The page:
Learning in the Time of Corona: Fast Classes and Less Sleep

Voices | Coronavirus

Learning in the Time of Corona: Fast Classes and Less Sleep

By Nina Granberry     May 27, 2020

Learning in the Time of Corona: Fast Classes and Less Sleep

I teach at the Urban Assembly School for Math and Science for Young Women, an all-girls school serving grades 6 through 12 in downtown Brooklyn, N.Y. It is a very ethnically diverse school, with students from countries in the Middle East, Africa and the Caribbean.

Like so many others, we also are a school that did not anticipate having to “do school” from home for half the year. That changed due to the coronavirus. The transition has brought challenges, learning opportunities and adjustments for both students and teachers.

That’s what this piece is all about. We want to share the experiences of students working through the pandemic at home, and what that journey has been like for them. Their stories offer a look into how students across the country are feeling, shedding light on their creativity, resilience and desire to “get back to normal.”

One of the questions we asked students was: “What do you miss most about school?” I think of this often.

I miss seeing my students each day and engaging with them. These days, too frequently I only see their names representing them as students on Zoom sessions—that’s if students can attend live at all. More than half of my students do not show up to live sessions on a regular basis. Most times I am speaking into space, hoping for a response. I cannot see the productive struggle on a student’s face. I do not get to see them engaging with one another and to witness the contentment on their faces when they successfully work through a complex problem. There are fewer teachable moments. There are no high fives for being awesome.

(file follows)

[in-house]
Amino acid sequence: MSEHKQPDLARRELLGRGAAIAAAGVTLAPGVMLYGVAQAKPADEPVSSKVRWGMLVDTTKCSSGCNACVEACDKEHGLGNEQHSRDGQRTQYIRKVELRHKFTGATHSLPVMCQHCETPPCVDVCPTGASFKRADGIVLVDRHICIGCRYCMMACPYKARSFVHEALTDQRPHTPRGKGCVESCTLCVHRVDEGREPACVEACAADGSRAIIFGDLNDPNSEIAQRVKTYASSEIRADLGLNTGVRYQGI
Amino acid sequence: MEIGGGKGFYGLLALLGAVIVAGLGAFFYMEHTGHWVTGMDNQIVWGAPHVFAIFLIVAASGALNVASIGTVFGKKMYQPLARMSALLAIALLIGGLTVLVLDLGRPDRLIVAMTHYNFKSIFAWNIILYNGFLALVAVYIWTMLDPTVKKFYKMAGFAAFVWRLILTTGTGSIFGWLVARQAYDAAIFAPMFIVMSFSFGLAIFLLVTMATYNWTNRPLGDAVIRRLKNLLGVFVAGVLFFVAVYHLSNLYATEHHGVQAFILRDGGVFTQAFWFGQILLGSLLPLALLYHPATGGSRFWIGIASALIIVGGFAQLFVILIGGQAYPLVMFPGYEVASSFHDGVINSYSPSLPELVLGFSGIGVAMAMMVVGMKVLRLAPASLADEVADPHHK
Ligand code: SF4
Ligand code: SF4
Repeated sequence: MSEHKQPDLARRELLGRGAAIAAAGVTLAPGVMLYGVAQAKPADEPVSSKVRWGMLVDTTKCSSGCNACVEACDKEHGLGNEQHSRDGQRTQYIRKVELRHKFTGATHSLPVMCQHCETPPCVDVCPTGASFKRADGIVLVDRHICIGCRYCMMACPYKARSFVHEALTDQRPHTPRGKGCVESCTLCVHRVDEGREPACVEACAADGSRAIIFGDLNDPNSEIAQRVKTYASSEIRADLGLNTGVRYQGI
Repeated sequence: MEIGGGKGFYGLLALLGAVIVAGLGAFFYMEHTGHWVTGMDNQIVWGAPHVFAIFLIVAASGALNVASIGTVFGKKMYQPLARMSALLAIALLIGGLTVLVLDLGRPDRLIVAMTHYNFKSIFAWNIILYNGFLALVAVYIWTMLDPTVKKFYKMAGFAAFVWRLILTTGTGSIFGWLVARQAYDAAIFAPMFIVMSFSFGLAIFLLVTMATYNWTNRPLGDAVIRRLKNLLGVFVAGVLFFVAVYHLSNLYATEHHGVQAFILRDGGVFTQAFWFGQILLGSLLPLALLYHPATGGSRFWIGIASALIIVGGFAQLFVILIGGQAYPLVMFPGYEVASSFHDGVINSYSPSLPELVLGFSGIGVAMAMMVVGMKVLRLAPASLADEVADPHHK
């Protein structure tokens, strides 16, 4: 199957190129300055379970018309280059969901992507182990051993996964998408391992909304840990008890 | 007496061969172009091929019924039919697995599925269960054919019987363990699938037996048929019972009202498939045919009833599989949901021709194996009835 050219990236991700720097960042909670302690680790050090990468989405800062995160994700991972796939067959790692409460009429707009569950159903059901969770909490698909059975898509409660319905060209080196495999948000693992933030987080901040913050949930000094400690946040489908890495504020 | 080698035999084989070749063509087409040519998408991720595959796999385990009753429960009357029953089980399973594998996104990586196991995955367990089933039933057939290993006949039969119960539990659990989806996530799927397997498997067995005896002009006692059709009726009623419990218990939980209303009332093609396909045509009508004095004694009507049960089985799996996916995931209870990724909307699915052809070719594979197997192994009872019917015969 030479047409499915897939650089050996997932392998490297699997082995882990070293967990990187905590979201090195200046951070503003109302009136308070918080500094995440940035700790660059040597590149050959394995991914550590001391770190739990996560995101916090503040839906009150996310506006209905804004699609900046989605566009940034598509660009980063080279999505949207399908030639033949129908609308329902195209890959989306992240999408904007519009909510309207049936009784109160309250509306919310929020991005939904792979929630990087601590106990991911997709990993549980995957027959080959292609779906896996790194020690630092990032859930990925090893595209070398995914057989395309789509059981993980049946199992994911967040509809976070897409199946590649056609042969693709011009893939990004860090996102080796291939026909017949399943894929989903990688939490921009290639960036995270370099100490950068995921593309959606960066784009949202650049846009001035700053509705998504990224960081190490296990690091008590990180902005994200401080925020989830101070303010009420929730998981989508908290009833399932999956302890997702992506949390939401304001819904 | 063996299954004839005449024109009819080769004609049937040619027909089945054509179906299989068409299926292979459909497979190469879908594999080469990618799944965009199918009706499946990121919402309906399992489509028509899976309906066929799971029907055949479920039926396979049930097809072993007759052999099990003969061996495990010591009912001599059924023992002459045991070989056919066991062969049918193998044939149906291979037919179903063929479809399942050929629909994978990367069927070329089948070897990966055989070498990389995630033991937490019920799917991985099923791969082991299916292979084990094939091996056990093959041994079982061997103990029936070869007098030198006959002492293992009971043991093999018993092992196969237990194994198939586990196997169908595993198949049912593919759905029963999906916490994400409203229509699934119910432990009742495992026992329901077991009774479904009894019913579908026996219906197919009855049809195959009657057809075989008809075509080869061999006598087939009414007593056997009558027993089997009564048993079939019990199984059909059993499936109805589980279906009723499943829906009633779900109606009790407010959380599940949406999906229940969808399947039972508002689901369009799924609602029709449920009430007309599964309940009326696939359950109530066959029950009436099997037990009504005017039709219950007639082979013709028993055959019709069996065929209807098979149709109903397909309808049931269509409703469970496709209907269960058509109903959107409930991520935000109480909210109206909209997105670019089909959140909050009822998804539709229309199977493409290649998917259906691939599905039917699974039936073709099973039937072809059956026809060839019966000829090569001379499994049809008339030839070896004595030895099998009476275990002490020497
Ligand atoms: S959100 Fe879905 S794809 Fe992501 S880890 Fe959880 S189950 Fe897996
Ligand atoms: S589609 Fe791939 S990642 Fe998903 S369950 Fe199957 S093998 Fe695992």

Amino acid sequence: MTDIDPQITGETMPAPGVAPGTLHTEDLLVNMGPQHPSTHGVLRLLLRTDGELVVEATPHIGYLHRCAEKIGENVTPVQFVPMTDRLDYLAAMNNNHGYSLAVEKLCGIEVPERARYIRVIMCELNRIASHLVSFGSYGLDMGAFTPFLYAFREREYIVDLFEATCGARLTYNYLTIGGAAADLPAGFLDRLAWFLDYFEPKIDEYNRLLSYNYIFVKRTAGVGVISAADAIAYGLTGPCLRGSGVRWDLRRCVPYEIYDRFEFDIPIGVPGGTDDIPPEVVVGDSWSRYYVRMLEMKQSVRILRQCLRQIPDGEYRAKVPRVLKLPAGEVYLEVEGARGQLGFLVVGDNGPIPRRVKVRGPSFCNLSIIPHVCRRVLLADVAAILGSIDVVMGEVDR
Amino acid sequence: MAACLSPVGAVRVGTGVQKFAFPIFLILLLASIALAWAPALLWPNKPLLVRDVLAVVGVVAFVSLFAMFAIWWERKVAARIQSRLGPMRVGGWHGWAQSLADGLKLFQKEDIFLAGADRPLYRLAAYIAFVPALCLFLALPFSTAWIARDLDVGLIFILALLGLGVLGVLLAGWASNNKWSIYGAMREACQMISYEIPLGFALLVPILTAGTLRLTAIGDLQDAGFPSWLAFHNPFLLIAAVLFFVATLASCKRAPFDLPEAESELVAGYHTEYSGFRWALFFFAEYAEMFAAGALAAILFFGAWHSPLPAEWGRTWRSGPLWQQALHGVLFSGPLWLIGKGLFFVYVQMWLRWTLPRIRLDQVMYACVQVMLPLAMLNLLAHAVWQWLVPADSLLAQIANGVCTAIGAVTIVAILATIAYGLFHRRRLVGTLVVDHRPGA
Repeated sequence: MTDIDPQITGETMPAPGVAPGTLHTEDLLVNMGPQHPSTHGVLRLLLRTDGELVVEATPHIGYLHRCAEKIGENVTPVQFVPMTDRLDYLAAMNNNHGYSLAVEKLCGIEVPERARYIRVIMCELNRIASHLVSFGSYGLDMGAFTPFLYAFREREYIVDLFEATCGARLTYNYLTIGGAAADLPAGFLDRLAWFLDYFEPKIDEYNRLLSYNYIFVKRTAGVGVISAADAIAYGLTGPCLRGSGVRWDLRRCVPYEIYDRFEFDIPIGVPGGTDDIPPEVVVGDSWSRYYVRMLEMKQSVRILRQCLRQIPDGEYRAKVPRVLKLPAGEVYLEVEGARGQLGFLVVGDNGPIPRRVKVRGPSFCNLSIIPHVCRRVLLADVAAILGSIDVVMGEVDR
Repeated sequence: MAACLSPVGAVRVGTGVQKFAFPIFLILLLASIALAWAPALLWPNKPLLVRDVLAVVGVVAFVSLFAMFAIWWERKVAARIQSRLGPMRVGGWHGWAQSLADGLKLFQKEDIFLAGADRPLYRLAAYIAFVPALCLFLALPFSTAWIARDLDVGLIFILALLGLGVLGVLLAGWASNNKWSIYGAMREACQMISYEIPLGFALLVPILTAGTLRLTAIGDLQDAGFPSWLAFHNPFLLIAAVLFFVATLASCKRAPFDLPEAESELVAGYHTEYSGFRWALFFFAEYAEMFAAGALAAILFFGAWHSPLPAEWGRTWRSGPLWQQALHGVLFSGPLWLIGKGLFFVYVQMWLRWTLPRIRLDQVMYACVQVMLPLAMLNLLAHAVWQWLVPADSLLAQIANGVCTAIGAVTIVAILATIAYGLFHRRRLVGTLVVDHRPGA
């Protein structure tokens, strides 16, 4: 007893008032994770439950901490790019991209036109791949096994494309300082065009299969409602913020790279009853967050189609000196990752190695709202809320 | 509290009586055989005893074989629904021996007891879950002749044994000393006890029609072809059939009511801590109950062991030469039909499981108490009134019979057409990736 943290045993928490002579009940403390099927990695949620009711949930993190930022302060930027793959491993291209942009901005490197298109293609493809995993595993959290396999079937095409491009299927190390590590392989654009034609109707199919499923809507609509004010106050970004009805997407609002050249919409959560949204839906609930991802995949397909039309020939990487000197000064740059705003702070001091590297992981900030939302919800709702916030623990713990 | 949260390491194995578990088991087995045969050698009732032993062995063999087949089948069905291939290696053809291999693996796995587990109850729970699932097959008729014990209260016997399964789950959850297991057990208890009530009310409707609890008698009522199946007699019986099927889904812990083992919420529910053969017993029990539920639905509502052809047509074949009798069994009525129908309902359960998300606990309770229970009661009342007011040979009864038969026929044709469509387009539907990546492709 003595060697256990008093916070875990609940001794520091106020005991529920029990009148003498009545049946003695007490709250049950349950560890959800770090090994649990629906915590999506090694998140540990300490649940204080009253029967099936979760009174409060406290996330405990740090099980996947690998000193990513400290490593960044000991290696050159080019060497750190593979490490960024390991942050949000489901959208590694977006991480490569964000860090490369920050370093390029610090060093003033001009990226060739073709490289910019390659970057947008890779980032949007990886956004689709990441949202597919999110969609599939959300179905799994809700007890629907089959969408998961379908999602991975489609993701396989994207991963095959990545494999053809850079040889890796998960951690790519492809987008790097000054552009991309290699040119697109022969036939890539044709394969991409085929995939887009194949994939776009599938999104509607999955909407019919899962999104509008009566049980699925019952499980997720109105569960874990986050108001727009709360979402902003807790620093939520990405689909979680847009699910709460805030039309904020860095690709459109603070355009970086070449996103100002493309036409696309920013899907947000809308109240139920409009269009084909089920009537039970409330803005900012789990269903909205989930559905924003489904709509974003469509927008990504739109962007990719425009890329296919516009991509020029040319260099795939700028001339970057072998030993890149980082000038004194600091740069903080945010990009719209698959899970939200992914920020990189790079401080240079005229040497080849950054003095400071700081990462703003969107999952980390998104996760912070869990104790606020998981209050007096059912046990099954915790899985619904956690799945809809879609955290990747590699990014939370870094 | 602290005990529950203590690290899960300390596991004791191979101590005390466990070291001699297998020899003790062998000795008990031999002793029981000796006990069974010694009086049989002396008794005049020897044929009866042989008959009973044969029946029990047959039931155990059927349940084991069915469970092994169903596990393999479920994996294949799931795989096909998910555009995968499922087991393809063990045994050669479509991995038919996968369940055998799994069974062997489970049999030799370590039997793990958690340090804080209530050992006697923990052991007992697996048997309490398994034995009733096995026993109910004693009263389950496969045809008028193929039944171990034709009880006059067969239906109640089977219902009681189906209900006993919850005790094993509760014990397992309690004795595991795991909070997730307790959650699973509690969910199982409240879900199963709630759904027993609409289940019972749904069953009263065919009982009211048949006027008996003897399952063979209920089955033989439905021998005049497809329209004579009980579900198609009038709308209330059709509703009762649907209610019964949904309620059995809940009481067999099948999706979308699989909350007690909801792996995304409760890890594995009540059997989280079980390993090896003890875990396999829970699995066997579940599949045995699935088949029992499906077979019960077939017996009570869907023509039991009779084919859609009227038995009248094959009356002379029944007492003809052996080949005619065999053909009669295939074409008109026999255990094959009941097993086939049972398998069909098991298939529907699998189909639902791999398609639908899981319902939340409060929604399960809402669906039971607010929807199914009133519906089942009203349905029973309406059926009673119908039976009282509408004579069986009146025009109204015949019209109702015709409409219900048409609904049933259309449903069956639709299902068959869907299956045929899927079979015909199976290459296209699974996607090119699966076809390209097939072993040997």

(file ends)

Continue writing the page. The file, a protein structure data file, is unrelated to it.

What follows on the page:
So, I miss many things about school. At the same time, I am inspired by my students’ resilience and commitment to their academic journeys despite the challenges we face with the coronavirus.

Below are reflections from three of my students: 10th grader Amal Sakran, who already speaks English and Arabic, and is working on Korean; ninth grader Oyinade Falope, originally from Nigeria, and ninth grader, Kayla Rengel.

Q: Where does ‘school’ happen for you now?

Amal: I work from my bedroom while sitting on my bed. My nephew’s bed is right next to me. He’s only six months old. When he wakes up, he cries, “Neh, neh!” He is mostly asleep in the morning, but when he’s awake, I go to the living room. I usually use my phone so that I can use the earbuds. When I participate in chats on Zoom it is hard for me to keep up with the conversation because I have three different keyboards on my phone: one in English and two in Arabic.

Kayla: I work in the room that is both our dining room and kitchen along with my two brothers and dad. Usually both boys have their classes, too. They don’t have headphones, so we all hear their classes. Around 10 a.m. and 1 p.m., my mom has to cook. When school happened at school, we used to just eat and sometimes play board games in that room.